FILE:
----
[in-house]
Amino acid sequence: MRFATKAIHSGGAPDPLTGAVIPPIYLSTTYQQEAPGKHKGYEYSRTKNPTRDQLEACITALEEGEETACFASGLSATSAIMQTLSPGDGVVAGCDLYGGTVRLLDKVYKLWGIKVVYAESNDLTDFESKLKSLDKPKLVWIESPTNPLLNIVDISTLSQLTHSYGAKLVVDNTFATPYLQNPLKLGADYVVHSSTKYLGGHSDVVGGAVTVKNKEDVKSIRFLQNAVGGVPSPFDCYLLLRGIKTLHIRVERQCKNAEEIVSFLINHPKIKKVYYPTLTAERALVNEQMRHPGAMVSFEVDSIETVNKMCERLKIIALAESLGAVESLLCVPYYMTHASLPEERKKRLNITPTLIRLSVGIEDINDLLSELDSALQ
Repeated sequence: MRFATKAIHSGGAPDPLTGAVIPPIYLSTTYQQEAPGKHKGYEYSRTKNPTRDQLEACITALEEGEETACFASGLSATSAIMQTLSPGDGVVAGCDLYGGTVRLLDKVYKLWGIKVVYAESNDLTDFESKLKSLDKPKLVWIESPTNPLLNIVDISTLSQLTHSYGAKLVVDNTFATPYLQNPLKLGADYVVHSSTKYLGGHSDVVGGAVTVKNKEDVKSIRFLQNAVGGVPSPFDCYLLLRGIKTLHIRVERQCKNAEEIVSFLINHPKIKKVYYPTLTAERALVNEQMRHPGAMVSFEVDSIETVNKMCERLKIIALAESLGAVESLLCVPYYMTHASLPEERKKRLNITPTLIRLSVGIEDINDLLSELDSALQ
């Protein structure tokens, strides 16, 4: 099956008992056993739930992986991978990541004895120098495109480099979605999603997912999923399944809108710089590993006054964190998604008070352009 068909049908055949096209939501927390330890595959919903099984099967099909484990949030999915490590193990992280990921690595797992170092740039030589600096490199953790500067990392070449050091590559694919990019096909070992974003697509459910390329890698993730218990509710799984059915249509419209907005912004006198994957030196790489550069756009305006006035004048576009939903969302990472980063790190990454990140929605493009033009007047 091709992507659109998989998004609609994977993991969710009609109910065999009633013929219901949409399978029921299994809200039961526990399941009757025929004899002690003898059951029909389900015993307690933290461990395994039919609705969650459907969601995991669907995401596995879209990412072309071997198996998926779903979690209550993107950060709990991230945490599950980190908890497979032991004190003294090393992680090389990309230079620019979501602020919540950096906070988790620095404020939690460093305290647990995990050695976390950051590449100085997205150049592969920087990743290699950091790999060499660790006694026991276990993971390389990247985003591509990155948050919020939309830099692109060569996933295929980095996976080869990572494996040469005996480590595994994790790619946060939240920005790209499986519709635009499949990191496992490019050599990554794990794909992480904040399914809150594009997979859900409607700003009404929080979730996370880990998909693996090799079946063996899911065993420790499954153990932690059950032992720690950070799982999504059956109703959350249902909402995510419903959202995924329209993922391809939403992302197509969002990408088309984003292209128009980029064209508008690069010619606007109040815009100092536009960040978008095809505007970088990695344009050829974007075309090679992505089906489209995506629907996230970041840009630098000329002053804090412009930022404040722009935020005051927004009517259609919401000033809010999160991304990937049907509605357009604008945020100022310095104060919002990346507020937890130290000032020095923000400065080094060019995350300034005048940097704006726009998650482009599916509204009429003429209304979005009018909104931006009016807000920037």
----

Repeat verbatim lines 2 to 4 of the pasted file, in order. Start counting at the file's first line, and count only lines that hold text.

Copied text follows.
Amino acid sequence: MRFATKAIHSGGAPDPLTGAVIPPIYLSTTYQQEAPGKHKGYEYSRTKNPTRDQLEACITALEEGEETACFASGLSATSAIMQTLSPGDGVVAGCDLYGGTVRLLDKVYKLWGIKVVYAESNDLTDFESKLKSLDKPKLVWIESPTNPLLNIVDISTLSQLTHSYGAKLVVDNTFATPYLQNPLKLGADYVVHSSTKYLGGHSDVVGGAVTVKNKEDVKSIRFLQNAVGGVPSPFDCYLLLRGIKTLHIRVERQCKNAEEIVSFLINHPKIKKVYYPTLTAERALVNEQMRHPGAMVSFEVDSIETVNKMCERLKIIALAESLGAVESLLCVPYYMTHASLPEERKKRLNITPTLIRLSVGIEDINDLLSELDSALQ
Repeated sequence: MRFATKAIHSGGAPDPLTGAVIPPIYLSTTYQQEAPGKHKGYEYSRTKNPTRDQLEACITALEEGEETACFASGLSATSAIMQTLSPGDGVVAGCDLYGGTVRLLDKVYKLWGIKVVYAESNDLTDFESKLKSLDKPKLVWIESPTNPLLNIVDISTLSQLTHSYGAKLVVDNTFATPYLQNPLKLGADYVVHSSTKYLGGHSDVVGGAVTVKNKEDVKSIRFLQNAVGGVPSPFDCYLLLRGIKTLHIRVERQCKNAEEIVSFLINHPKIKKVYYPTLTAERALVNEQMRHPGAMVSFEVDSIETVNKMCERLKIIALAESLGAVESLLCVPYYMTHASLPEERKKRLNITPTLIRLSVGIEDINDLLSELDSALQ
């Protein structure tokens, strides 16, 4: 099956008992056993739930992986991978990541004895120098495109480099979605999603997912999923399944809108710089590993006054964190998604008070352009 068909049908055949096209939501927390330890595959919903099984099967099909484990949030999915490590193990992280990921690595797992170092740039030589600096490199953790500067990392070449050091590559694919990019096909070992974003697509459910390329890698993730218990509710799984059915249509419209907005912004006198994957030196790489550069756009305006006035004048576009939903969302990472980063790190990454990140929605493009033009007047 091709992507659109998989998004609609994977993991969710009609109910065999009633013929219901949409399978029921299994809200039961526990399941009757025929004899002690003898059951029909389900015993307690933290461990395994039919609705969650459907969601995991669907995401596995879209990412072309071997198996998926779903979690209550993107950060709990991230945490599950980190908890497979032991004190003294090393992680090389990309230079620019979501602020919540950096906070988790620095404020939690460093305290647990995990050695976390950051590449100085997205150049592969920087990743290699950091790999060499660790006694026991276990993971390389990247985003591509990155948050919020939309830099692109060569996933295929980095996976080869990572494996040469005996480590595994994790790619946060939240920005790209499986519709635009499949990191496992490019050599990554794990794909992480904040399914809150594009997979859900409607700003009404929080979730996370880990998909693996090799079946063996899911065993420790499954153990932690059950032992720690950070799982999504059956109703959350249902909402995510419903959202995924329209993922391809939403992302197509969002990408088309984003292209128009980029064209508008690069010619606007109040815009100092536009960040978008095809505007970088990695344009050829974007075309090679992505089906489209995506629907996230970041840009630098000329002053804090412009930022404040722009935020005051927004009517259609919401000033809010999160991304990937049907509605357009604008945020100022310095104060919002990346507020937890130290000032020095923000400065080094060019995350300034005048940097704006726009998650482009599916509204009429003429209304979005009018909104931006009016807000920037």